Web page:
Numismatica Ars Classica, Zurich   |   Auction 99   |   29 May 2017
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Lot 45





Estimate: 40'000 CHF   |   Starting price: 32'000 CHF Price realized: 80'000 CHF
Constantius I Chlorus caesar, 293 – 305. Aureus, Trier 303, AV 5.15 g. CONSTANTIVS NOB C Laureate head r. Rev. CONSERVA – TORES AVGG ET CAESS NN Jupiter, on l., standing r., holding sceptre; on the r., Hercules standing l., holding club and lion’s skin. Together they hold Victory on globe; in exergue, P TR. C –. RIC 41. Beaurains 384 (this coin). Depeyrot 8/3. Biaggi 1848 (this coin). Calicó 4817 (this coin).
Rare and in exceptional condition for the issue, possibly the finest specimen known.
A magnificent portrait of exquisite style and an interesting and finely detailed
reverse composition. A superb reddish tone, a perfect Fdc

Provenance
Found in a field in ”Pouvoir Dhée”, near Beaurains lès Arras, on 21 September 1922.
H. Platt Hall, Esq. (1863-1949) Collection (part II), sold by Glendining & Co., London, 16-21 November 1950, lot 1996.
Leo Biaggi de Blasys (1906-1979) Collection, acquired privately in 1978 by Bank Leu (Zürich) and a partner.
Sold by Bank Leu, Zürich, auction 22, 8 May 1979, lot 373.
Nelson Bunker Hunt (1926-2014) Collection (part III), sold by Sotheby’s, auction 6054, New York 4 December 1990, lot 99.
Claude Vaudecrane (1915-2002) Collection, sold by Leu Numismatics, Zürich, auction 93 (A Perfectionist), 10 May 2005, 126.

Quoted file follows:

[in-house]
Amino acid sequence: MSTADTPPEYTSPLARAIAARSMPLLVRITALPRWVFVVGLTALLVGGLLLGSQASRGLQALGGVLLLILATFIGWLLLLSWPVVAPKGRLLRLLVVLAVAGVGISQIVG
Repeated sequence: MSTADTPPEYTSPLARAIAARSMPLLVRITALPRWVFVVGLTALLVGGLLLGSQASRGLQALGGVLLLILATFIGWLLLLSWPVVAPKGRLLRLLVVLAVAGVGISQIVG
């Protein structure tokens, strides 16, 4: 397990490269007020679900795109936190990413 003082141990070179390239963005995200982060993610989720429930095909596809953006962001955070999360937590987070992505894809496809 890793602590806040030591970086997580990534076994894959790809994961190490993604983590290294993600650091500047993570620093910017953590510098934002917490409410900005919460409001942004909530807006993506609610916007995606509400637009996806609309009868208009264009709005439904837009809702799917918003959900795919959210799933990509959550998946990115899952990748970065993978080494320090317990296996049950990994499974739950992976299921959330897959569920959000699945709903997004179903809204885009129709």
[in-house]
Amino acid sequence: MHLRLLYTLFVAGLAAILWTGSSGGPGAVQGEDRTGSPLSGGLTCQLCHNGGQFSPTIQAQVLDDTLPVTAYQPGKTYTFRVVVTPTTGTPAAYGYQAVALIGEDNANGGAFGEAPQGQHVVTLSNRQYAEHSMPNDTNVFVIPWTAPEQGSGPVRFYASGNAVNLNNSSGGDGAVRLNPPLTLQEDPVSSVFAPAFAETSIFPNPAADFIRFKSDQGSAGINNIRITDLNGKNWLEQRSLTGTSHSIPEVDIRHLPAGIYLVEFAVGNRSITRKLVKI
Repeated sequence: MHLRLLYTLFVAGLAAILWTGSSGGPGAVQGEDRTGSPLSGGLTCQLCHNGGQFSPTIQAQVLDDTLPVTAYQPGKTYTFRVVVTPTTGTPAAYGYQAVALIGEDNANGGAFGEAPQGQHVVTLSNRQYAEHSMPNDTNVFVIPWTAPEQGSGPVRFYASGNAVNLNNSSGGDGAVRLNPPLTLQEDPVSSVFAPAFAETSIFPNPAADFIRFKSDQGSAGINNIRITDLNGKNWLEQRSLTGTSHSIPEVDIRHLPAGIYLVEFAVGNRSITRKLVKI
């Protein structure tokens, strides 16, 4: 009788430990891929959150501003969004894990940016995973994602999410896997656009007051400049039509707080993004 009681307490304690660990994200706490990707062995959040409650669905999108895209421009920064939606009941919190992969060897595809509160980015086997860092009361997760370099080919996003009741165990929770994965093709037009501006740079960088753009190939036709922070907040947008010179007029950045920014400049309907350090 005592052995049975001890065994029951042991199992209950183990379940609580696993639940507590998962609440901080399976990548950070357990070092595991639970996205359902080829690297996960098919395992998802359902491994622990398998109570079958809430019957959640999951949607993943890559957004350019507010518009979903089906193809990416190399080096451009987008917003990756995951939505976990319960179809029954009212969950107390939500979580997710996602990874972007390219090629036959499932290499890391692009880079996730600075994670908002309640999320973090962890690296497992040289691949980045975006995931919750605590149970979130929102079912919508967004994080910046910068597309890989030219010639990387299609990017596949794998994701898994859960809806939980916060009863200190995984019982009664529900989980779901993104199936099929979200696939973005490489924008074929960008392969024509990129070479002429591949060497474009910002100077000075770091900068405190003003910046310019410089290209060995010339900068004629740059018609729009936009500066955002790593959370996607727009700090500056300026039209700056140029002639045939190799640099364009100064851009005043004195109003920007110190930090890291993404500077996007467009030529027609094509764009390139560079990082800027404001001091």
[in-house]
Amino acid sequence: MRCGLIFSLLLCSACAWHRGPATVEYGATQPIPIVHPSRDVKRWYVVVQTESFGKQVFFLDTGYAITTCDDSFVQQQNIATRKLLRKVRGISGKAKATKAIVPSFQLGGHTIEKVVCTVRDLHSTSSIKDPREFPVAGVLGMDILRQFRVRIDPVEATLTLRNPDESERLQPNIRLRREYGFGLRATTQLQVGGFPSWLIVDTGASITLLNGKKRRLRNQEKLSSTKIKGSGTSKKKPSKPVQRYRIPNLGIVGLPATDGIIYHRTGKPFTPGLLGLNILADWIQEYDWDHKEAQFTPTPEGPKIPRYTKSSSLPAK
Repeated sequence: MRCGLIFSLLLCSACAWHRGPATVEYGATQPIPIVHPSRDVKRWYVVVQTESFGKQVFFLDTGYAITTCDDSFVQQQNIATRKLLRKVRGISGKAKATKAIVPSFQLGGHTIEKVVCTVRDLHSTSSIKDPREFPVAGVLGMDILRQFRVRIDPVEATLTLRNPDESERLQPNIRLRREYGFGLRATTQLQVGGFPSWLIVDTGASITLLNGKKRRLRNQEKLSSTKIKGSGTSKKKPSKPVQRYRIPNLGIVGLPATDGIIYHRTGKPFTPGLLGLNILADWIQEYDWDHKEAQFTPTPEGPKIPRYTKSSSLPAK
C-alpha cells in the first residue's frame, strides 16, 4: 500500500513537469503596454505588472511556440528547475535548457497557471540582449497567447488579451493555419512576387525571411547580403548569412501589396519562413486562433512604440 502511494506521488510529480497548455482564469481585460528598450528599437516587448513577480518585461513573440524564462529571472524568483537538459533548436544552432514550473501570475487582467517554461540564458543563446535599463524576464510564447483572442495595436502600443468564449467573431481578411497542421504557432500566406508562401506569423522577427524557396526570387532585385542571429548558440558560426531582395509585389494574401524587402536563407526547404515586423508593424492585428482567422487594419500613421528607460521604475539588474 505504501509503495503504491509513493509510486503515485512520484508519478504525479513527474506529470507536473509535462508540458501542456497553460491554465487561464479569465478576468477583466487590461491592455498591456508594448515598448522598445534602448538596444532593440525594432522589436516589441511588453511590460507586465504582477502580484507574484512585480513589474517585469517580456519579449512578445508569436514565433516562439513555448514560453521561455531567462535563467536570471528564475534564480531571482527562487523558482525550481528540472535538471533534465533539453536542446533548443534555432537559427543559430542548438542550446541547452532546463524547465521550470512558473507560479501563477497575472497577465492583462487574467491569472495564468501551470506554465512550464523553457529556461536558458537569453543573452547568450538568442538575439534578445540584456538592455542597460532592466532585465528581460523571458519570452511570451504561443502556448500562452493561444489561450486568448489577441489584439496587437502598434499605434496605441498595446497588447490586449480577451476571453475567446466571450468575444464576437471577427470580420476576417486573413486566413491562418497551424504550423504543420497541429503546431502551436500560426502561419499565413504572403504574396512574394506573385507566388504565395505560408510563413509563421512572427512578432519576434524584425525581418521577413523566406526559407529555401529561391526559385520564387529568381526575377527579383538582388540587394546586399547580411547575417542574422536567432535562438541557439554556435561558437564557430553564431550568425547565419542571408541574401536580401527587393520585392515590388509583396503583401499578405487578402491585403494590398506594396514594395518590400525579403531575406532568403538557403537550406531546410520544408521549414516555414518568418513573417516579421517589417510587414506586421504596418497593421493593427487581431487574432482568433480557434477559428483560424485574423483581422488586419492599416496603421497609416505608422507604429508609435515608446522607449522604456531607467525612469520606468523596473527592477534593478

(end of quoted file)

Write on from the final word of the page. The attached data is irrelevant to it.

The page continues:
On March 1, AD 293, the Roman world was significantly changed when the Augustus (senior emperor) Diocletian and his Caesar (junior emperor) Maximianus reorganized the Empire to be administered by two Augusti and two Caesars. In this new system, known as the Tetrarachy, one Augustus and Caesar would be responsible for the Western Empire while the other would handle the East. Maximianus was named Augustus in the West and appointed his son-in-law, Constantius Chlorus, as his Caesar while Diocletian elevated his own son-in-law, Galerius, to be his Caesar.
This aureus depicts Constantius as Caesar on the obverse and celebrates his elevated relationship to Maximianus on the reverse. Already in AD 287, Diocletian and Maximianus had made a point of closely associating themselves with Jupiter and Hercules. Jupiter was tied to Diocletian and with the office of Augustus while Hercules was linked to Maximianus and the position of Caesar. Diocletian took to referring to himself as Jovianus and to Maximianus as Herculius as a means of casting themselves as agents of the divine and elevating their authority beyond the mortal realm. In keeping with this custom, Constantius added the name Herculius to his own nomenclature during his tenure as Caesar.
Here we see Jupiter passing the victoriola — a symbol of victory and power — on to Hercules in what is almost certainly an allegory for the relationship between the Augusti and Caesars of the Tetrarchy. Like Jupiter, the Augusti make the plans and give the commands, thereby placing victory in the hands of the subordinate heroes, the Caesars. The connection between the depicted gods and the senior and junior members of the Tetrarchy is further underlined by the reverse legend, which describes Jupiter and Hercules as the ”Defenders of Our Augusti and Caesars.”
It has been suggested that this coin — one of only three from the Arras hoard — was struck as a donative for the army on the occasion of the vicennalia (20-year anniversary) of the reign of Maximianus, which was celebrated on November 20, AD 303.

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